You are planning to invest a portion of the Lemelson-MIT Prize money in supporting young and emerging inventors. What will that entail?

REDX is a project we’ve launched that stands for “rethinking design engineering execution.” It brings together technical experts, innovators, research institutions, implementation partners and corporate partners to solve the most pressing challenges in our communities. The philosophy behind it says that in order to solve real problems in the world we have to help young people learn the framework for problem solving. So we put innovators through a ten-week program, and allow them to do “spot probe” exercises in a very methodical manner to build those essential skills. It runs online and off — sort of like a club that meets once a week. We are targeting college kids and high school students from across the globe. We have clubs now in almost every continent.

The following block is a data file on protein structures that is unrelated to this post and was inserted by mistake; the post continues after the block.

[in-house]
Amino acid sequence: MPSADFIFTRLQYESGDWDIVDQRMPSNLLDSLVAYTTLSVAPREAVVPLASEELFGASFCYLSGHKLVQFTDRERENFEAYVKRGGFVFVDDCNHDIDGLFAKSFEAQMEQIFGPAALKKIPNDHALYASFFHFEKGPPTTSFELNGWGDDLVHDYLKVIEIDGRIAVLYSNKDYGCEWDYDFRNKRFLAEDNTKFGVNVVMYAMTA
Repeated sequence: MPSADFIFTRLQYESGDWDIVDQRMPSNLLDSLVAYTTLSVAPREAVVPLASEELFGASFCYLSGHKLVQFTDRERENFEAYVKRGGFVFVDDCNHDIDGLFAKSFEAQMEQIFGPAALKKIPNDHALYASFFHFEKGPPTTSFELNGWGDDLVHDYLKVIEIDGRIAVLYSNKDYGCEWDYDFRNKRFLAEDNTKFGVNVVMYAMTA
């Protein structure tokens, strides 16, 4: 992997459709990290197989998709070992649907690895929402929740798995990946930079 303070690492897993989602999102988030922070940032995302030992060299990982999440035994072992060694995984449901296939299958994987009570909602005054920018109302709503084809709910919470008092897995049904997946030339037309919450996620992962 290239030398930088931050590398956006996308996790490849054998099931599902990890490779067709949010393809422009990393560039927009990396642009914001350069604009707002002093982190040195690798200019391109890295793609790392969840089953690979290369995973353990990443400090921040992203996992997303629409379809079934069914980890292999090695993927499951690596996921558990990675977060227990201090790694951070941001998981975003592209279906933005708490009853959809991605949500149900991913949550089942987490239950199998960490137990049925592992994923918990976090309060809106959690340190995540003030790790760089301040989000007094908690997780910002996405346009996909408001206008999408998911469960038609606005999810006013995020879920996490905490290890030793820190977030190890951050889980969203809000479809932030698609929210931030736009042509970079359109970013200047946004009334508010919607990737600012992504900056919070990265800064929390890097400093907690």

There are a lot of inventors in the world creating products that make our lives more convenient, but have minimal impact on the bigger “problems worth solving.”

Solving big societal problems requires both passion and skill, but those qualities exist on two different axes. A lot of folks have passion but don’t think about that as a way to make a living. Others have technical skills but don’t know how to connect them to their passions. I see a lot of MIT students go to Africa to help build houses or repair computers, which is great. But that type of service isn’t necessarily where breakthrough change happens. It builds empathy, of course, but how scalable is it? And are they fulfilling their potential to do the most good or create the most change? The hardest problems to work on are found where those two axes intersect — where passion meets skill.